Scott states that he writes “for young people of all ages, from elementary school to the graduate level.” His many books dealing with aspects of American history, including both slavery and those who struggled against it, attest his belief in making available to young Americans the historical heritage that they share.
The name of Fanny Kemble is no longer universally known, although, as Scott points out in Fanny Kemble’s America, this neglect is certainly undeserved. She was a most independent but generous woman who supported herself on the stage, although she had no desire for an acting career, and who rescued her father’s theater from ruin when it was at the point of bankruptcy. Her American tour was for her parents’ benefit, and, at her marriage to Butler, she generously renounced her share of the proceeds and gave the money to her father.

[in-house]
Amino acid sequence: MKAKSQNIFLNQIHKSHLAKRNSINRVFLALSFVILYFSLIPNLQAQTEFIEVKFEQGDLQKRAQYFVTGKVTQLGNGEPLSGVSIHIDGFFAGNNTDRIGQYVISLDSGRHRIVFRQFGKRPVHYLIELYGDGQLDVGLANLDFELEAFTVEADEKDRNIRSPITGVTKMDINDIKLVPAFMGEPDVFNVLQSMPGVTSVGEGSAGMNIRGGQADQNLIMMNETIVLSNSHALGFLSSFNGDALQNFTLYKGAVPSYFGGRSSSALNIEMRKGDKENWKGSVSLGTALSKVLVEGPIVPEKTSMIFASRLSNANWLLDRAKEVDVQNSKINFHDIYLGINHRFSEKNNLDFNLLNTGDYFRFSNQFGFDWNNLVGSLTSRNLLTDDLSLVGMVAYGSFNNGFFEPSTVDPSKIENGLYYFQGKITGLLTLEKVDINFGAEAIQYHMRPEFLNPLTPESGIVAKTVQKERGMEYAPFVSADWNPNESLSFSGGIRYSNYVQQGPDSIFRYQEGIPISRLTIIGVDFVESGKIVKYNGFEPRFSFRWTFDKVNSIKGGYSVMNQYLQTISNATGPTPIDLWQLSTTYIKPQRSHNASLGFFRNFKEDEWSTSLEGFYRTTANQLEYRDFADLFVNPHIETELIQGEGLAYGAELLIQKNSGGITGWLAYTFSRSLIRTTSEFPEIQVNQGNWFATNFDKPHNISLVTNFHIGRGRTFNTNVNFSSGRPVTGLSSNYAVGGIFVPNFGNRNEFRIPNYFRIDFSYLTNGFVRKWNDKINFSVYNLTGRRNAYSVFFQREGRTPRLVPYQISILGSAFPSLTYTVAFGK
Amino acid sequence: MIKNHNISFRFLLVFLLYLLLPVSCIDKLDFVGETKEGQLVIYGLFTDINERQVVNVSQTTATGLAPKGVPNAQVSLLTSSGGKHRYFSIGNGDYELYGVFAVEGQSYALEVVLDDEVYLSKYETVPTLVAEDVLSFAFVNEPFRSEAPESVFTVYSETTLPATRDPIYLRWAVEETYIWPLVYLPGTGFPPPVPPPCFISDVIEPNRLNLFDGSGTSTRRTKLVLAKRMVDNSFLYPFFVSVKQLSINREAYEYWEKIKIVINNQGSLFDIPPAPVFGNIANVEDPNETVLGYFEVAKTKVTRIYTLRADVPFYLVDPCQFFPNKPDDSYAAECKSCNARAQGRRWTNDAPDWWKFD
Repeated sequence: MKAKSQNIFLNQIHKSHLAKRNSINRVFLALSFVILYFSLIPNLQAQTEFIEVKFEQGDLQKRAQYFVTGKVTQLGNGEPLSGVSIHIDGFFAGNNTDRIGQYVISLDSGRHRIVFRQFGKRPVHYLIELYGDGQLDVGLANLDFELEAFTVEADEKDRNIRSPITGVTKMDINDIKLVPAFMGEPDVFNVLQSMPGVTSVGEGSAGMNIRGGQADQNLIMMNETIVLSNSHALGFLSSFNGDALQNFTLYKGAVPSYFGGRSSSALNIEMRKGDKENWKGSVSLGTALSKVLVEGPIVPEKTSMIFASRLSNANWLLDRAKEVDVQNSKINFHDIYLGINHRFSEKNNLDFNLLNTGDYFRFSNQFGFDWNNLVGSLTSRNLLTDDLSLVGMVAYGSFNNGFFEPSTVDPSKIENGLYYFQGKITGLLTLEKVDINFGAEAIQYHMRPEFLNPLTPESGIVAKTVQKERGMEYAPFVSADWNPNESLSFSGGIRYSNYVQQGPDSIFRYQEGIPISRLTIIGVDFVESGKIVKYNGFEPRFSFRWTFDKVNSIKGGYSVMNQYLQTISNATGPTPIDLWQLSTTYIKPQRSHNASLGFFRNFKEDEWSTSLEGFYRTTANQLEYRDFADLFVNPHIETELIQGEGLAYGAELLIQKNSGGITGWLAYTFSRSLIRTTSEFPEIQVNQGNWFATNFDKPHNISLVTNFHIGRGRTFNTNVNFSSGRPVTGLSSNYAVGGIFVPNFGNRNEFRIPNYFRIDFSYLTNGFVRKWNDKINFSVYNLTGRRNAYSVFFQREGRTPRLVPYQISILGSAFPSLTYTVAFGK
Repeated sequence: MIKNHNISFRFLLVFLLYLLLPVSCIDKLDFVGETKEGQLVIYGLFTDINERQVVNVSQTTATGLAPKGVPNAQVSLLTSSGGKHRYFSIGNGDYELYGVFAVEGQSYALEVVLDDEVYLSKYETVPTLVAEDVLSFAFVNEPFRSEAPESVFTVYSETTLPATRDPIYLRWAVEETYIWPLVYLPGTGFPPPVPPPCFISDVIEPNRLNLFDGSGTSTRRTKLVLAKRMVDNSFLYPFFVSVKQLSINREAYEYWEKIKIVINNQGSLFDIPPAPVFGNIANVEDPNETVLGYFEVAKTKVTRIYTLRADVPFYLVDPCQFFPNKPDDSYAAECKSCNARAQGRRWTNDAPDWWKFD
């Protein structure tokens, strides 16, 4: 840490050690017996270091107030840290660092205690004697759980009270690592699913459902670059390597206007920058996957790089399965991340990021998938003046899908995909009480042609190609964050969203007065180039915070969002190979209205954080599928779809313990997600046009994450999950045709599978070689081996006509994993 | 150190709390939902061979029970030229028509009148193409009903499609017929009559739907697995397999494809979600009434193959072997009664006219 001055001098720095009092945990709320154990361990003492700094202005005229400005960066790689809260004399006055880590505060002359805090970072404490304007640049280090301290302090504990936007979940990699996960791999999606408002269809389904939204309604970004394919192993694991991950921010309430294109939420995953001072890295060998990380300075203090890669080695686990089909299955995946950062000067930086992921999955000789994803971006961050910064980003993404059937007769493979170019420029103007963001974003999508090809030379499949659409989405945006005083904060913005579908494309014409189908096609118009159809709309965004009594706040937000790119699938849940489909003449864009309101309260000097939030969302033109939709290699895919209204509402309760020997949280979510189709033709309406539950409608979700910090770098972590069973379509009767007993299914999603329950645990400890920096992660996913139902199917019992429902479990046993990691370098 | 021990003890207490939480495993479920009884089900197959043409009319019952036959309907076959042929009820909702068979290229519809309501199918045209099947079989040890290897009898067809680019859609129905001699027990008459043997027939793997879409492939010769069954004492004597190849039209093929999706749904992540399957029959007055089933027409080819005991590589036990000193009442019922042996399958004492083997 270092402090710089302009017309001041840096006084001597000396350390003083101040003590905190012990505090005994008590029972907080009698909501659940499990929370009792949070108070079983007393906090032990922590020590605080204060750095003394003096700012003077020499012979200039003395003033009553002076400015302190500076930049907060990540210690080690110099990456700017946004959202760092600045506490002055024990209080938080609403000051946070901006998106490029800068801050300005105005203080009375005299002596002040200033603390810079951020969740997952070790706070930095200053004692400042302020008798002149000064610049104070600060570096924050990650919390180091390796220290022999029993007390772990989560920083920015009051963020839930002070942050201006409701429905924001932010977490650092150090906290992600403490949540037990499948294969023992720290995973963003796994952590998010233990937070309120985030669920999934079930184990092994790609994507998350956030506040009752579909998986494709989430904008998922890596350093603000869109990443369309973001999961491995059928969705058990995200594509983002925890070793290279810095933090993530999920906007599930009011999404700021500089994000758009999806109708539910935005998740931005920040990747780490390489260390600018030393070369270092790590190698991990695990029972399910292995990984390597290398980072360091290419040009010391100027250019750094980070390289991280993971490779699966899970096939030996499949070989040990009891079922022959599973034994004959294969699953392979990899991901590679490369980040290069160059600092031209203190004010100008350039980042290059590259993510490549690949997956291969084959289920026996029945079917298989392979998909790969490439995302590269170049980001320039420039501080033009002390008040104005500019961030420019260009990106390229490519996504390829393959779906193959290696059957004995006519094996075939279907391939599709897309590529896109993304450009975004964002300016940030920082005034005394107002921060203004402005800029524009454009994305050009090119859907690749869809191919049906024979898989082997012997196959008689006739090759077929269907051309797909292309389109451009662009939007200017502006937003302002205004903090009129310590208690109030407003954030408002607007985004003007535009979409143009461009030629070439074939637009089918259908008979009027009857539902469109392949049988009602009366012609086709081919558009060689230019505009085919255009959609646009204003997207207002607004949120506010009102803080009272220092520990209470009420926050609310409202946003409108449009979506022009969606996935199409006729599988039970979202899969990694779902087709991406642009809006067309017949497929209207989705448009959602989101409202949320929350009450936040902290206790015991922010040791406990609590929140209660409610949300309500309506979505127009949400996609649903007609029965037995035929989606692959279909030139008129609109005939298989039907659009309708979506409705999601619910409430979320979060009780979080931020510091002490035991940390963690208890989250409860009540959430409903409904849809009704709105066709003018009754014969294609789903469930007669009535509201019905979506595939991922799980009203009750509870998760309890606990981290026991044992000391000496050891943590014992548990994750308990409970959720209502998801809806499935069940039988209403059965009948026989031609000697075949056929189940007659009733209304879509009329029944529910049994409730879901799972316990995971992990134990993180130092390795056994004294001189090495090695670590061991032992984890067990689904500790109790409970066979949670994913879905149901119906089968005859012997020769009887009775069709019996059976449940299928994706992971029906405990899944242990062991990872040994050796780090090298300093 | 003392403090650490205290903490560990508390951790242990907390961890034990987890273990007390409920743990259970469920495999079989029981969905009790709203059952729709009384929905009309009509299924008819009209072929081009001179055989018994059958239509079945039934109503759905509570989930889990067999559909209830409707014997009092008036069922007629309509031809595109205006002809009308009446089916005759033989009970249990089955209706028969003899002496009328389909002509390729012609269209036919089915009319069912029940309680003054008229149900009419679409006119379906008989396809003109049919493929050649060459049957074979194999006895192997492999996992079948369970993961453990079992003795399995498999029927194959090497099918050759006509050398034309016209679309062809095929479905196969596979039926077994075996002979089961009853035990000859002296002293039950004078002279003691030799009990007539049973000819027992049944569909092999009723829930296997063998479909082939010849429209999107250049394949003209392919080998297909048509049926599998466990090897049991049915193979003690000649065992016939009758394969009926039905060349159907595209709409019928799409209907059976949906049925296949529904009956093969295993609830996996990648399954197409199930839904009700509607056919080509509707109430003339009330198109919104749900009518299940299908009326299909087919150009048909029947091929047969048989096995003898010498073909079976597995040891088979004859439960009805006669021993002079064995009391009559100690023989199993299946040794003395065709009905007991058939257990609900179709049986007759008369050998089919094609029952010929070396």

Kemble was unaccustomed to idleness; the life of the theater was usually grueling, and, although an upper-class wife, she was unwilling to have servants supply her every need. She frequently turned to writing, both letters and journals, to satisfy her need for activity. Scott, drawing from these writings as well as from historical records, paints a vivid picture of the torment that Kemble experienced when she learned that her husband was the owner of a large plantation that included slaves. In 1835, married only a year, Kemble prepared a journal of her American tour and included in it a lengthy attack upon the institution of slavery. Butler was outraged and forbade her to publish it. After many quarrels and much editing on his part, the book was published, but without the material on slavery.
(The entire section is 690 words.)